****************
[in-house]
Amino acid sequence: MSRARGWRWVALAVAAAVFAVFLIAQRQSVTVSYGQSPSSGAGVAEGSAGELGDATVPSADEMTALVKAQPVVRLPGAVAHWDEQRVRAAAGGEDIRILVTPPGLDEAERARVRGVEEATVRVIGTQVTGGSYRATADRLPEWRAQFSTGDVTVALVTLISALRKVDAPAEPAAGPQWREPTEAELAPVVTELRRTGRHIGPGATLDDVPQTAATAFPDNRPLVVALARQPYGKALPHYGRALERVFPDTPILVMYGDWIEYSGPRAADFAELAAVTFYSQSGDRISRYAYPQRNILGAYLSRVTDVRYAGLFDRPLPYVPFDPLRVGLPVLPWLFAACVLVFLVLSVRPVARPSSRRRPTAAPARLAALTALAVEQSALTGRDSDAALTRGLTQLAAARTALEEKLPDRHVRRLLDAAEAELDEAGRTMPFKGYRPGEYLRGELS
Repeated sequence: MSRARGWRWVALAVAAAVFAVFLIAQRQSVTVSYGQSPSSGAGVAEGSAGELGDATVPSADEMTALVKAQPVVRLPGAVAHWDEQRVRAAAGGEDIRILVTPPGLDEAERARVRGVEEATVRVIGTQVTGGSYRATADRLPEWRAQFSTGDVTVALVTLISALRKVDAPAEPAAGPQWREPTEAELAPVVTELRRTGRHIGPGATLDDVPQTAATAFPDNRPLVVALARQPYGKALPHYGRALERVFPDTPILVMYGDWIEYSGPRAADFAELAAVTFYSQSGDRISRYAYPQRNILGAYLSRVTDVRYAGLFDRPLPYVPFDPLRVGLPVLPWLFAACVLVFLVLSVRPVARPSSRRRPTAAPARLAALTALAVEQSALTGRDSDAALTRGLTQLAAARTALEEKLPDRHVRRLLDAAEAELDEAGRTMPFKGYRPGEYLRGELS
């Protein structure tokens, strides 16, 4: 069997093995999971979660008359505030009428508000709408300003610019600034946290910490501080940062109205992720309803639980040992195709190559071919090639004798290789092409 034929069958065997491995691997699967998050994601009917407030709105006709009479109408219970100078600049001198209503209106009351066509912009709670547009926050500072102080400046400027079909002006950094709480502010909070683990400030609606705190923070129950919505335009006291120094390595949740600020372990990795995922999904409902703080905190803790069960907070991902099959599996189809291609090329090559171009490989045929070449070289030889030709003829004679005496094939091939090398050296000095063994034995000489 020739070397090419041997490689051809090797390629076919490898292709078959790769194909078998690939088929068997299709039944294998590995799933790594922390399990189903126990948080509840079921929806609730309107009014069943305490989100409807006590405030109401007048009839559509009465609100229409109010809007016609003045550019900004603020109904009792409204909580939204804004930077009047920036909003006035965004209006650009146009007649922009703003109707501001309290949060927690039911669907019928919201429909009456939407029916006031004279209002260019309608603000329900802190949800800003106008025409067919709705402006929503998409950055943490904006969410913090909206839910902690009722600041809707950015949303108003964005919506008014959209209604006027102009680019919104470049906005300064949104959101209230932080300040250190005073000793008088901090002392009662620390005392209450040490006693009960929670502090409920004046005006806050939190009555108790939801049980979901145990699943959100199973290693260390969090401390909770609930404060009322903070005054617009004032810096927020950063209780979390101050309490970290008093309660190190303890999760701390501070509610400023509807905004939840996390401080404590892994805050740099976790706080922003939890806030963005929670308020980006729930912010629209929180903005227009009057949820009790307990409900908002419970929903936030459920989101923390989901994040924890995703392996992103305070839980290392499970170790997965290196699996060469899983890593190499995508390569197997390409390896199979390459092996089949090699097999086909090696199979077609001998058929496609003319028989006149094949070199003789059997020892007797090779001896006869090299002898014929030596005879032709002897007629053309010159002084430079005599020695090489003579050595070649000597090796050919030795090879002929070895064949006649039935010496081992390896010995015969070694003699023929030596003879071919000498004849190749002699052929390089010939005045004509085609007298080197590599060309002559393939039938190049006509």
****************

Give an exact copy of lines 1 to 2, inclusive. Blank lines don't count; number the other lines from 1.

[in-house]
Amino acid sequence: MSRARGWRWVALAVAAAVFAVFLIAQRQSVTVSYGQSPSSGAGVAEGSAGELGDATVPSADEMTALVKAQPVVRLPGAVAHWDEQRVRAAAGGEDIRILVTPPGLDEAERARVRGVEEATVRVIGTQVTGGSYRATADRLPEWRAQFSTGDVTVALVTLISALRKVDAPAEPAAGPQWREPTEAELAPVVTELRRTGRHIGPGATLDDVPQTAATAFPDNRPLVVALARQPYGKALPHYGRALERVFPDTPILVMYGDWIEYSGPRAADFAELAAVTFYSQSGDRISRYAYPQRNILGAYLSRVTDVRYAGLFDRPLPYVPFDPLRVGLPVLPWLFAACVLVFLVLSVRPVARPSSRRRPTAAPARLAALTALAVEQSALTGRDSDAALTRGLTQLAAARTALEEKLPDRHVRRLLDAAEAELDEAGRTMPFKGYRPGEYLRGELS